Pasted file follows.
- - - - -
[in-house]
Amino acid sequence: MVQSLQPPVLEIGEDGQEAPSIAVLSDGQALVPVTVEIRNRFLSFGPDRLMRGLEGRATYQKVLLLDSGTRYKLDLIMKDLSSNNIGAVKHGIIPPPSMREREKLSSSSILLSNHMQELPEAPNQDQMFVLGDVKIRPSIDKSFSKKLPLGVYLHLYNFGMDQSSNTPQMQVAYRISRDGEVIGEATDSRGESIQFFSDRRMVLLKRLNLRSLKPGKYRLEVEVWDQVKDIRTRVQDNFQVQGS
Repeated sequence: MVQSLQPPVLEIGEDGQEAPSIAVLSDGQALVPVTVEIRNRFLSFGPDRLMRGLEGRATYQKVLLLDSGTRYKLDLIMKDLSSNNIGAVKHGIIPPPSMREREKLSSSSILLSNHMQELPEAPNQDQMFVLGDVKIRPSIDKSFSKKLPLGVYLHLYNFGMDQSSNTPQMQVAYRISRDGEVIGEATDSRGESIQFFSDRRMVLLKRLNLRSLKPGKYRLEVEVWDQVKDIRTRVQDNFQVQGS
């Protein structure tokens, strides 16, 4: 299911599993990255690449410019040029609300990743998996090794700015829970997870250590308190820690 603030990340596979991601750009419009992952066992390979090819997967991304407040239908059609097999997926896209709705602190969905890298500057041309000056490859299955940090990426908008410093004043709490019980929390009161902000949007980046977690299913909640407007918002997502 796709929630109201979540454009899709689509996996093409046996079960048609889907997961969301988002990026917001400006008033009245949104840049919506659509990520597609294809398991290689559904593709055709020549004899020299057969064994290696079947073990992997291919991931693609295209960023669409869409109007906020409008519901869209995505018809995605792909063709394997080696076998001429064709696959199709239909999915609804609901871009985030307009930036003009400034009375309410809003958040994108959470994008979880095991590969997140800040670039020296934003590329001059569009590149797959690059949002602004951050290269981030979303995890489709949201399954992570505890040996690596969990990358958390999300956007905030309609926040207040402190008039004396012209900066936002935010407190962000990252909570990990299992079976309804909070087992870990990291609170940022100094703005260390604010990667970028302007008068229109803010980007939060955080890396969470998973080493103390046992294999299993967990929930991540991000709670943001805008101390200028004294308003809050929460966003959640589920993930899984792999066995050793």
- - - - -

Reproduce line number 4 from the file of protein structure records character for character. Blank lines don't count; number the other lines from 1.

């Protein structure tokens, strides 16, 4: 299911599993990255690449410019040029609300990743998996090794700015829970997870250590308190820690 603030990340596979991601750009419009992952066992390979090819997967991304407040239908059609097999997926896209709705602190969905890298500057041309000056490859299955940090990426908008410093004043709490019980929390009161902000949007980046977690299913909640407007918002997502 796709929630109201979540454009899709689509996996093409046996079960048609889907997961969301988002990026917001400006008033009245949104840049919506659509990520597609294809398991290689559904593709055709020549004899020299057969064994290696079947073990992997291919991931693609295209960023669409869409109007906020409008519901869209995505018809995605792909063709394997080696076998001429064709696959199709239909999915609804609901871009985030307009930036003009400034009375309410809003958040994108959470994008979880095991590969997140800040670039020296934003590329001059569009590149797959690059949002602004951050290269981030979303995890489709949201399954992570505890040996690596969990990358958390999300956007905030309609926040207040402190008039004396012209900066936002935010407190962000990252909570990990299992079976309804909070087992870990990291609170940022100094703005260390604010990667970028302007008068229109803010980007939060955080890396969470998973080493103390046992294999299993967990929930991540991000709670943001805008101390200028004294308003809050929460966003959640589920993930899984792999066995050793």